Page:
The Theory of Everything (2014)


What Place for the Humanities in a Theory of Everything?

— Incapacitated by Lou Gehrig’s disease, Stephen Hawking (Eddie Redmayne) in James Marsh’s film, The Theory of Everything (2014) is confined to a wheelchair that his wife, Jane (Felicity Jones) must operate with great difficulty. Crushed by the responsibility, Jane has sought out the companionship of a kind choir director at her church. Now a famous physicist, Stephen gets invited to attend a performance of Richard Wagner’s opera, Siegfried in Bordeaux, France. Stephen encourages Jane to take their kids camping while he jots across the channel to attend the opera.

Marsh crosscuts the two scenes for full melodramatic effect. Late at night, at the campground, Jane finally gives in to her desires, entering the musician’s tent to experience a rare moment of intimacy. Meanwhile, in France, while Stephen attends the performance, he begins spitting up blood. The paramedics rush him to the hospital, where he is given an emergency tracheotomy, dooming him to never be able to speak again.

Critic David Edelstein finds this moralizing inexcusable: “The film’s nadir comes when Jane crawls into a tent on a camping trip… Are we meant to think her far-away infidelity caused his near-death? That’s some space-time continuum.” But, the melodramatics of this scene can be read differently. Wagner theorized the Gesamtkunstwerk, the total work of art, a synesthetic combination of music and stagecraft, as the best way to encapsulate the full complexity of the human experience.

The crosscut scenes in The Theory of Everything lead to a greater balance in both the lives of Jane and Stephen. After divorcing Hawking, Jane accomplishes what she could not while taking care of him: she finishes her Ph.D. in medieval Iberian poetry. Earlier in the film, she observed to Hawking that the studying of the past using humanities methods is also a form of time travel, the subject of his mathematical inquiry.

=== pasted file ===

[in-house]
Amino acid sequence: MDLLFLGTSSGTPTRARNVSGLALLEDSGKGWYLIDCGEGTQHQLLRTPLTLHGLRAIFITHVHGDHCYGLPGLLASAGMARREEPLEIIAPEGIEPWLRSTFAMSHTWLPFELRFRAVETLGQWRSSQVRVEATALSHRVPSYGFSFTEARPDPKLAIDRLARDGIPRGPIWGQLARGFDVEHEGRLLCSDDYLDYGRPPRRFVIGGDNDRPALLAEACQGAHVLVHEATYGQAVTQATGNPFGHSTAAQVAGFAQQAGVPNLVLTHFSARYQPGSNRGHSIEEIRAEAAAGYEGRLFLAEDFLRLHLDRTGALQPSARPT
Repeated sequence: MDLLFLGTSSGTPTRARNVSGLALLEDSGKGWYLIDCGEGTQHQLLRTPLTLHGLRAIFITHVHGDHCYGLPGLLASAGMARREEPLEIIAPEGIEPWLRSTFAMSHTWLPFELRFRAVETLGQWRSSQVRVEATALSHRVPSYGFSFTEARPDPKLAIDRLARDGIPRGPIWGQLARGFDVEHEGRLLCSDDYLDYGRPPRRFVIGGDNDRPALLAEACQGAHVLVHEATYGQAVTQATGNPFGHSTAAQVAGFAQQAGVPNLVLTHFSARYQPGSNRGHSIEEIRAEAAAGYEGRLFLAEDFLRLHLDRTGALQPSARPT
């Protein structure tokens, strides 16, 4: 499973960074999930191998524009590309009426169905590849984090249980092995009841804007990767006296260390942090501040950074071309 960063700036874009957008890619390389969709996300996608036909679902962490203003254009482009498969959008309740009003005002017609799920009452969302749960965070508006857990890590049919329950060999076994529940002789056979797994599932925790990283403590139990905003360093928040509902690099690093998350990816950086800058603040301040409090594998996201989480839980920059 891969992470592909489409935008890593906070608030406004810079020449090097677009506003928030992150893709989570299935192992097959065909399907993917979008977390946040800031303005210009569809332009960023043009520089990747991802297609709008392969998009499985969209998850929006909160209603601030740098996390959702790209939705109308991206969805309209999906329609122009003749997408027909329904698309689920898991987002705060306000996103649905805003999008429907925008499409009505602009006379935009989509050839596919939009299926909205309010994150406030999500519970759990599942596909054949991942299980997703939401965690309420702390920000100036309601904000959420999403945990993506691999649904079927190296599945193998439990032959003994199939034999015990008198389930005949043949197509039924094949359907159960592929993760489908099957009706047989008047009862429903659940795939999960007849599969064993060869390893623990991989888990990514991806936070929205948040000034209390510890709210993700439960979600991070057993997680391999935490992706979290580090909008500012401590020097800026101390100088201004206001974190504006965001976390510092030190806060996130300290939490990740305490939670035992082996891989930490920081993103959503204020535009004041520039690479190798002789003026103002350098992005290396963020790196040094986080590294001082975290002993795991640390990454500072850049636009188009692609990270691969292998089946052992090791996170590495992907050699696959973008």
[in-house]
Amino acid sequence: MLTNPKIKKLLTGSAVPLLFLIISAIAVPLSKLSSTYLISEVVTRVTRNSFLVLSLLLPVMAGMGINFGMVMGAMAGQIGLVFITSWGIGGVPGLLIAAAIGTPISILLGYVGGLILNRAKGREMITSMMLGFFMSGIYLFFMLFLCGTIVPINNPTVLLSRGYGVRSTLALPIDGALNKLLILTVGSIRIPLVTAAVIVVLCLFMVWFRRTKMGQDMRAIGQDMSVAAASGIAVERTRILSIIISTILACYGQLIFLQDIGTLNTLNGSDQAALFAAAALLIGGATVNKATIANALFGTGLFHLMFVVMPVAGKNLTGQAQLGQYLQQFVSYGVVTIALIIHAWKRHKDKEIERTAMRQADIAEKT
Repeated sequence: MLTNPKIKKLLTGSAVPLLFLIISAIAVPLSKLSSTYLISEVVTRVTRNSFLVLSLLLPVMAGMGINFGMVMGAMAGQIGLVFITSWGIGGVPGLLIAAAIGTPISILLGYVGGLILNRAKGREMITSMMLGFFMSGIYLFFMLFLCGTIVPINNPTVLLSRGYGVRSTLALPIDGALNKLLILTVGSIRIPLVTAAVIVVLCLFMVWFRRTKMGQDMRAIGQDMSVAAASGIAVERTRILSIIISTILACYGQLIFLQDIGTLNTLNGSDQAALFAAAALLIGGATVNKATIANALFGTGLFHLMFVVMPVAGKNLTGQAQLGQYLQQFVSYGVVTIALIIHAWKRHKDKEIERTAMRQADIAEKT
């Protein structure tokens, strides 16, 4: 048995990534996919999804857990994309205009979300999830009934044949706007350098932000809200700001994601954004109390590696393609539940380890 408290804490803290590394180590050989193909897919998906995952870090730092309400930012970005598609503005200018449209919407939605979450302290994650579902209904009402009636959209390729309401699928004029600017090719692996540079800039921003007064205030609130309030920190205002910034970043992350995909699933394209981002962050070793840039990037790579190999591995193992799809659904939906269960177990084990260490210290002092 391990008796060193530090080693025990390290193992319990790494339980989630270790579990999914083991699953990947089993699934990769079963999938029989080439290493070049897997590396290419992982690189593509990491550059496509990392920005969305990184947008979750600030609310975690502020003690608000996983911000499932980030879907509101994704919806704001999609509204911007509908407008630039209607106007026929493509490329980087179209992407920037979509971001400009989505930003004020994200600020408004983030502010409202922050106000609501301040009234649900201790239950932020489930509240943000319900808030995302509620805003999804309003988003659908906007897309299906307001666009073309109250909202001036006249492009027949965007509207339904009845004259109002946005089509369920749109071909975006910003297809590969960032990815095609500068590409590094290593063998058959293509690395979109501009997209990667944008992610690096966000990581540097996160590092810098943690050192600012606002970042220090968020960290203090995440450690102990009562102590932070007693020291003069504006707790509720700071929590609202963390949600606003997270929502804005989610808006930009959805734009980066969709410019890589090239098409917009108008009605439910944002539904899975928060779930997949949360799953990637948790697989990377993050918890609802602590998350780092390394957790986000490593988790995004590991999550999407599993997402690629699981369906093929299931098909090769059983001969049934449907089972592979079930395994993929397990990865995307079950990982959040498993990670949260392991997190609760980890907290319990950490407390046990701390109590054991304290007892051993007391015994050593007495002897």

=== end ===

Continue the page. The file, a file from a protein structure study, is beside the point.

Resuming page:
The Theory of Everything embraces the total work of art: the Wagnerian synthesis extends from the opera’s combination of music and image to 20th century physics. When Hawking quests after “the one single unifying equation that explains everything in the universe,” he himself sees that Richard Wagner is his fellow traveler, not in the realm of mathematical equations, but via a different mode of expression, synesthetic musical theater, an all-encompassing artwork.

Marsh’s film adds a third component to a theory of everything, the cinema, the direct 20th century heir of Wagner’s total work of art, and also itself a time machine. In the final minute of The Theory of Everything, Marsh projects short film clips re-telling the entire story in reverse. The film ends with a freeze frame on Stephen’s face as a young man. Like Hawking’s interest in time as a concept of theoretical physics, and Jane’s present-day interest in medieval poetry, Marsh highlights the cinema as a time machine, capable of re-telling the love story of Stephen and Jane, witnessing its collapse, but then rewinding to the moment when they first met.

The Theory of Everything comes full circle to demonstrate that many disciplinary perspectives are needed for human beings to attain their full potential. Stephen’s quest for elegance in mathematics does not trump Jane’s quest at self-understanding, explored via Iberian poetry. In fact, this is Jane’s film: Marsh operates the time machine of cinema to conclude with her transformed point-of-view of Stephen, capable of writing a book exploring her doomed relationship to him, but much better able to appreciate the full emotional impact of that first moment when she laid eyes on one of the great geniuses of contemporary science.

We find film emotionally moving because, even though we do not know these people as anything other than shadows on a wall, we come to see the world through their eyes, many years of their experiences condensed into a few hours. I cannot think of anything more Wagnerian. The composer’s belief that the Gesamtkunstwerk would release a superior understanding of humanity is fully borne out by the cinema of 2014. The circular motif of The Theory of Everything is a wonderful crescendo to the legacy of Wagner, whose most famous work was obsessed, with of all things, a ring.

– Walter Metz